Months before the EU implements the most punitive consumer privacy laws ever established to regulate the advertising, marketing and media industries, WPP Group, the world’s largest advertising company Thursday disclosed it has spent years reviewing its consumer data and feels “reasonably well prepared for GDPR.”
“Given the data we house within our media business, and our investment management business, we’ve been very careful and cognizant,” Finance Director Paul Richardson said during WPP’s quarterly presentation to investors.
“We have actually, for five years, been carrying out a sort of data health checker to track what data we are hosting, owning, controlling within our businesses. And identifying the flows between the various businesses, to and from clients, and to and from various geographies,” he said, adding that it has been an arduous task.
“Our data traditionally has never had to be unbundled and taken apart in a manner it may have to be in the future,” Richardson explained, adding that WPP has undergone a “data anonymization and minimization” process across is business units “in order to mitigate the risk and we’re working closely with our major clients in this area.”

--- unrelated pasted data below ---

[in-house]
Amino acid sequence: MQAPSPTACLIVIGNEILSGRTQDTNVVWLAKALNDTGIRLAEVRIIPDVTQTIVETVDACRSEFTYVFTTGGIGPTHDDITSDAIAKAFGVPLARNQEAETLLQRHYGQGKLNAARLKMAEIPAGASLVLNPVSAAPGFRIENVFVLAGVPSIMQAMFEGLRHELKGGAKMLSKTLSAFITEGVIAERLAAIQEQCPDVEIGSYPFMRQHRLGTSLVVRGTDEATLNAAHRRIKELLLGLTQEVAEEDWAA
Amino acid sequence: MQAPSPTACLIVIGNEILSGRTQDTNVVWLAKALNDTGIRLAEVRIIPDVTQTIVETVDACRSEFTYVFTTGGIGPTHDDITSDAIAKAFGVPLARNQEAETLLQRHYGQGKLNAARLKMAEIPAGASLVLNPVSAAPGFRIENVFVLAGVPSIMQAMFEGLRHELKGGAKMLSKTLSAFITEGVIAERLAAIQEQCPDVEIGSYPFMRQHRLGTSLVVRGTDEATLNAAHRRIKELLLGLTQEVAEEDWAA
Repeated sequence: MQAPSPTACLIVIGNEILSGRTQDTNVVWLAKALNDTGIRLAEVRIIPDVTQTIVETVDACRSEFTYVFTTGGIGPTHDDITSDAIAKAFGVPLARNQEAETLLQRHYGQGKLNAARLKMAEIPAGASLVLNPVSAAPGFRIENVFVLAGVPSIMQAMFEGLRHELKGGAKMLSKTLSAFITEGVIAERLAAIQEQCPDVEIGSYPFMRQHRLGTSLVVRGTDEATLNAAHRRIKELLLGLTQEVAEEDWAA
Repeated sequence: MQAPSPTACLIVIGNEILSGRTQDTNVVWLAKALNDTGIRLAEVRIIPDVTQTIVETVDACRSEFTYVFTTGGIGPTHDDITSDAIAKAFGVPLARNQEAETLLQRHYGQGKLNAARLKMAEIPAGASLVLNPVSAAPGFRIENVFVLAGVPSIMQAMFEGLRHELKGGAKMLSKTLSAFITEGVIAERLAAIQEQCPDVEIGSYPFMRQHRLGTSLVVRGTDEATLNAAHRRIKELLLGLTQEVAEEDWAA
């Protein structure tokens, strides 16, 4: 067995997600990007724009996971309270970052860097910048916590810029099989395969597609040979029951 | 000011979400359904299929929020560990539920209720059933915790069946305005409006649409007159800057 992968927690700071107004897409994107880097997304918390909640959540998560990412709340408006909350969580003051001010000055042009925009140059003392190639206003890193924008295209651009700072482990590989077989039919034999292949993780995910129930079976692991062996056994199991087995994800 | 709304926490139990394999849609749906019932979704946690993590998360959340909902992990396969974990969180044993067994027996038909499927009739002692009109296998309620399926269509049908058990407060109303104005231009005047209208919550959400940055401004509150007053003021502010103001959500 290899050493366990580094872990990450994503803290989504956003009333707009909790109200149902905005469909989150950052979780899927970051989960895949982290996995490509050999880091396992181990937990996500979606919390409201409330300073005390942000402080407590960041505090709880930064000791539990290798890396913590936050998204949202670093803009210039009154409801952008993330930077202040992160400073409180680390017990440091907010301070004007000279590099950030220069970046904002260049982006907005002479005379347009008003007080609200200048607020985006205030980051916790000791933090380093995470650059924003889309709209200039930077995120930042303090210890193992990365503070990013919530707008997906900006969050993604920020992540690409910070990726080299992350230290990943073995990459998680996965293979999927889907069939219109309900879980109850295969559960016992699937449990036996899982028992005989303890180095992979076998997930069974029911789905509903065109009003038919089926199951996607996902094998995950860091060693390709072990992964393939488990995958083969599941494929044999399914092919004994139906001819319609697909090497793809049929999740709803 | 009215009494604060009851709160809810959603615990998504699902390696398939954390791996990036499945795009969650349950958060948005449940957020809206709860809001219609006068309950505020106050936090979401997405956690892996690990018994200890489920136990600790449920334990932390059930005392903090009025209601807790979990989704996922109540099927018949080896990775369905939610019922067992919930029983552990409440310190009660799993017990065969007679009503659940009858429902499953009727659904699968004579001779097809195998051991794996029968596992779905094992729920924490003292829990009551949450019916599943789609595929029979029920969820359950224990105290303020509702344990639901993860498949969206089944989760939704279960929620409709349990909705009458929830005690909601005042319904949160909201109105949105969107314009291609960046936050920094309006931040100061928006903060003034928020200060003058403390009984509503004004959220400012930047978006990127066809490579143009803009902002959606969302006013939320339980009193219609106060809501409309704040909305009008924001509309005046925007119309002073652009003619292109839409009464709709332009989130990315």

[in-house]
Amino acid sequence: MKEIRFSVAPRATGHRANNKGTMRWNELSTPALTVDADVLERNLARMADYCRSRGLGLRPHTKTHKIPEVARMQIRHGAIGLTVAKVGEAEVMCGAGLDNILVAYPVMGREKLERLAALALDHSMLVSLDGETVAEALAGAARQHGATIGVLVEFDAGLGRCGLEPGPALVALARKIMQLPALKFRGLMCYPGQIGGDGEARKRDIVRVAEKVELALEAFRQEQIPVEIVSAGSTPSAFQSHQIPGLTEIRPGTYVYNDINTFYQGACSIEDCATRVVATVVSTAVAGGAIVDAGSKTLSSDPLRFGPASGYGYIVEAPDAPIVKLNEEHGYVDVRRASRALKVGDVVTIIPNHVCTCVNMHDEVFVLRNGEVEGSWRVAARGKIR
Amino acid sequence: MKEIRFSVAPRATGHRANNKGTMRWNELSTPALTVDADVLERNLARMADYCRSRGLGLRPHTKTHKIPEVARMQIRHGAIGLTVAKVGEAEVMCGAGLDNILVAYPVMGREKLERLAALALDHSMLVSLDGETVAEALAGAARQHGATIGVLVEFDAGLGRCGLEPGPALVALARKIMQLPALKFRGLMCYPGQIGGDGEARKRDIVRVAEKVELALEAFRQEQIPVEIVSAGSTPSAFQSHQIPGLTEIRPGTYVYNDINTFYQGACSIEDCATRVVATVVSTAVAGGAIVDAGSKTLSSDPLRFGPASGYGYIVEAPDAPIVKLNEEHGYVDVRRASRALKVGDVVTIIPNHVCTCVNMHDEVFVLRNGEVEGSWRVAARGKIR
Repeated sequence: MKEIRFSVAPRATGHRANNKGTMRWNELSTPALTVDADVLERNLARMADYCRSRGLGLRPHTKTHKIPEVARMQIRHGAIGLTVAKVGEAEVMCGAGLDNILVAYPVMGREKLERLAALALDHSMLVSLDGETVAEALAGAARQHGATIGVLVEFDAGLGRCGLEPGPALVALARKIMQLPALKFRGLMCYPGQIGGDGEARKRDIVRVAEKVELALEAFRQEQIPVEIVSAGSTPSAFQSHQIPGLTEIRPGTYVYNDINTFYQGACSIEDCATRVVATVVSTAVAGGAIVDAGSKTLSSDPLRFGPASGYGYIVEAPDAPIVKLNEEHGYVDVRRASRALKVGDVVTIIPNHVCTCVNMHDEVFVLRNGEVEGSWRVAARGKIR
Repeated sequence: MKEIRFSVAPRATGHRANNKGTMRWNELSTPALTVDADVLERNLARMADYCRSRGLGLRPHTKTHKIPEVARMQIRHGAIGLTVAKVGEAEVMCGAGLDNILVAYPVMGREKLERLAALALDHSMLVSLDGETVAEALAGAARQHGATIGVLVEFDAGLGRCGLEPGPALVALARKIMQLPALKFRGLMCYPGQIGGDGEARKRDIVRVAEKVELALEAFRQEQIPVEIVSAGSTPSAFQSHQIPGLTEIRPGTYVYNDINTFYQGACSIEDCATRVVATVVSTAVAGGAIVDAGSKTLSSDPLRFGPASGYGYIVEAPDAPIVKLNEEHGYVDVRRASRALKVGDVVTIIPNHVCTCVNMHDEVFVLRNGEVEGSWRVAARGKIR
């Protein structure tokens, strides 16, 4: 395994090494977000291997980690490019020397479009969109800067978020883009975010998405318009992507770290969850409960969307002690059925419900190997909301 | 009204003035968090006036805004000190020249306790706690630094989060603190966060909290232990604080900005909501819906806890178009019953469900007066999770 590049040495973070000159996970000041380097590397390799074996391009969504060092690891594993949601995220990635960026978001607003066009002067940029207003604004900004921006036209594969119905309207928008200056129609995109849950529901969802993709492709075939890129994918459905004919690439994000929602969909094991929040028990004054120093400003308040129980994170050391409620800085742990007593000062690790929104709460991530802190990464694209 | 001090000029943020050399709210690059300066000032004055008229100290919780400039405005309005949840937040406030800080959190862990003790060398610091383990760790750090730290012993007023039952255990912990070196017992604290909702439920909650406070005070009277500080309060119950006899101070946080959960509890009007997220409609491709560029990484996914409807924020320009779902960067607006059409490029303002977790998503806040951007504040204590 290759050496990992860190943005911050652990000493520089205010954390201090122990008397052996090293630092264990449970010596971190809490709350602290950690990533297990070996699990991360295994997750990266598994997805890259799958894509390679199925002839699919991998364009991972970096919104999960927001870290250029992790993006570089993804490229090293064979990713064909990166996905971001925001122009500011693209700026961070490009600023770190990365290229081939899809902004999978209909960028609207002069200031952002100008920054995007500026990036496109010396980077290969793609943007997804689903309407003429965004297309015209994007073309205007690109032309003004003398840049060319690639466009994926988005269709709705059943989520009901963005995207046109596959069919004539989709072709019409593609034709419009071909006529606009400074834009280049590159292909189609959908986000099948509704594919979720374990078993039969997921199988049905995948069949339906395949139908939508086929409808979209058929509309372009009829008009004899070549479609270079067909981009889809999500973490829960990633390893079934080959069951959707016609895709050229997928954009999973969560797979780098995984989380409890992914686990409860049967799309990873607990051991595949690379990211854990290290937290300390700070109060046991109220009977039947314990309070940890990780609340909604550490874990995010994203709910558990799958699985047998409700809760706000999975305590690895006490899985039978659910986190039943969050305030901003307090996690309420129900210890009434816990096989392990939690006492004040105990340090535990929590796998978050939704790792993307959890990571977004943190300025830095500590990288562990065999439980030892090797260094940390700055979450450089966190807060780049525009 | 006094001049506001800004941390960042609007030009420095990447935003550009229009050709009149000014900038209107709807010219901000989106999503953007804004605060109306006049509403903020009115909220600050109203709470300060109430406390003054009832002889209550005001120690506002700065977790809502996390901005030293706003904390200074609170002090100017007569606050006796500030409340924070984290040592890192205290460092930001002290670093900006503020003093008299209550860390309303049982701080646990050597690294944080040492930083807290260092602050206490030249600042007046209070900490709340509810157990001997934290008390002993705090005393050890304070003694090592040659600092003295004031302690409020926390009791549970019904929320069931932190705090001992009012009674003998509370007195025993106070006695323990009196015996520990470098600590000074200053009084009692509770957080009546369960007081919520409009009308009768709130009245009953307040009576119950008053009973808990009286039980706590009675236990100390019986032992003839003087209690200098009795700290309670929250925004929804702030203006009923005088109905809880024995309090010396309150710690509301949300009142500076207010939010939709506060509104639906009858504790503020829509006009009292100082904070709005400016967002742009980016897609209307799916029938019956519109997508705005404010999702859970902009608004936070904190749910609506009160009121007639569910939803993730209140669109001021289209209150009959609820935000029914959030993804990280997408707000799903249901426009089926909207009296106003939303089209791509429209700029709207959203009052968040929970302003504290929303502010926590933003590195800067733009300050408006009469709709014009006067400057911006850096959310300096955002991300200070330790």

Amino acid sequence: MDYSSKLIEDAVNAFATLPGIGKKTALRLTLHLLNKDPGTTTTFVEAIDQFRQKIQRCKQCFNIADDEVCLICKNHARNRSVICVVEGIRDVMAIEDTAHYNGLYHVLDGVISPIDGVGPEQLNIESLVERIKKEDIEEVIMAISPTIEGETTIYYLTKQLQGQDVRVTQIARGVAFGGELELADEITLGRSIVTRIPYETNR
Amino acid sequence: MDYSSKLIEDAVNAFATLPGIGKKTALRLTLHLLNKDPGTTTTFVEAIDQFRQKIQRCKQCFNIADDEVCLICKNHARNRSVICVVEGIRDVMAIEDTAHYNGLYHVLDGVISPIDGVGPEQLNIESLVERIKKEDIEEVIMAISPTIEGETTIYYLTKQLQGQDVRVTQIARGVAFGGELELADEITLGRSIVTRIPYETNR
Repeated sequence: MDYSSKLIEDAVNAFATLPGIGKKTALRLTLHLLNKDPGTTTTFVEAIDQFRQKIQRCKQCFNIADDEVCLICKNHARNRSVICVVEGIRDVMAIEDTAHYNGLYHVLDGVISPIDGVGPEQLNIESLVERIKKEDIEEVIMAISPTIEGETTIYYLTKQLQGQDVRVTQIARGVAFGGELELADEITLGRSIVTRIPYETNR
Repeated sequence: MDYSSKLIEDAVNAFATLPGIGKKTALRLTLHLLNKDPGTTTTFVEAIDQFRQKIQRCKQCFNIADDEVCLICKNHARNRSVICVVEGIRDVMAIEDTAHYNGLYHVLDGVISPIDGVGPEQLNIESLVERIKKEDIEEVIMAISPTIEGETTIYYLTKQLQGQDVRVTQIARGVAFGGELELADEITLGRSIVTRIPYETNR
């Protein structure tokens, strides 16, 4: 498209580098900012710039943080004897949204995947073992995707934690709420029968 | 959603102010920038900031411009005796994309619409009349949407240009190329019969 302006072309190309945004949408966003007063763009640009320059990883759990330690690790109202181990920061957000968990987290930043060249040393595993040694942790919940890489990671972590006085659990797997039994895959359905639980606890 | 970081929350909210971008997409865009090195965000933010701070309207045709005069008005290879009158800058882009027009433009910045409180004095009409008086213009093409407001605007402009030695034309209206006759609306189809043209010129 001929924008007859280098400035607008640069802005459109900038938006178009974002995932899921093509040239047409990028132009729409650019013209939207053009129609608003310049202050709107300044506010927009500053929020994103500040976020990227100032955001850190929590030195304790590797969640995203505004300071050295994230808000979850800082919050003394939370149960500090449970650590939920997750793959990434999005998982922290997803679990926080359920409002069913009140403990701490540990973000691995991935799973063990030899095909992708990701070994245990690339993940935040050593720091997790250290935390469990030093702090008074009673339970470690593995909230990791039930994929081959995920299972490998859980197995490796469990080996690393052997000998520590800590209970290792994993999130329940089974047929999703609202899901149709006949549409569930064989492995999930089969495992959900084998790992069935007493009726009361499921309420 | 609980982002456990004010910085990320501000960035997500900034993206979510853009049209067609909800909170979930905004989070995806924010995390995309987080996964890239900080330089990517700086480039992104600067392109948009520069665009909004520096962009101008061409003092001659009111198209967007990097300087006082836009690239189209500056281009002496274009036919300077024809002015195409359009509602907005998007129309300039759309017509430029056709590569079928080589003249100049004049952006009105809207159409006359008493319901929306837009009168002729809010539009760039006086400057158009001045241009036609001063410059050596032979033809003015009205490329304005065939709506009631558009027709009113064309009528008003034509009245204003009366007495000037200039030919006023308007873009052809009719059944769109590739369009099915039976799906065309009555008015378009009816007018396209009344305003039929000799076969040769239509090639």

Richardson did not disclose specifics of the plan or process, but said “t has been quite clear that we need to be flexible in terms of how it is going to share us going forward.”
Ironically, in the same investor presentation, WPP showcased how it is leveraging its formidable proprietary consumer data insights as a response to big digital platforms such as Google, Facebook, Amazon, Alibaba and Tencent “going direct” to its clients based on their ability to gate-keep and leverage the unique data they have on consumer media behavior.
WPP’s platform, dubbed “[m]Platform,” was touted as a “single-source of truth for media activity,” and one that presumably is now 100% anonymized and GDPR-compliant.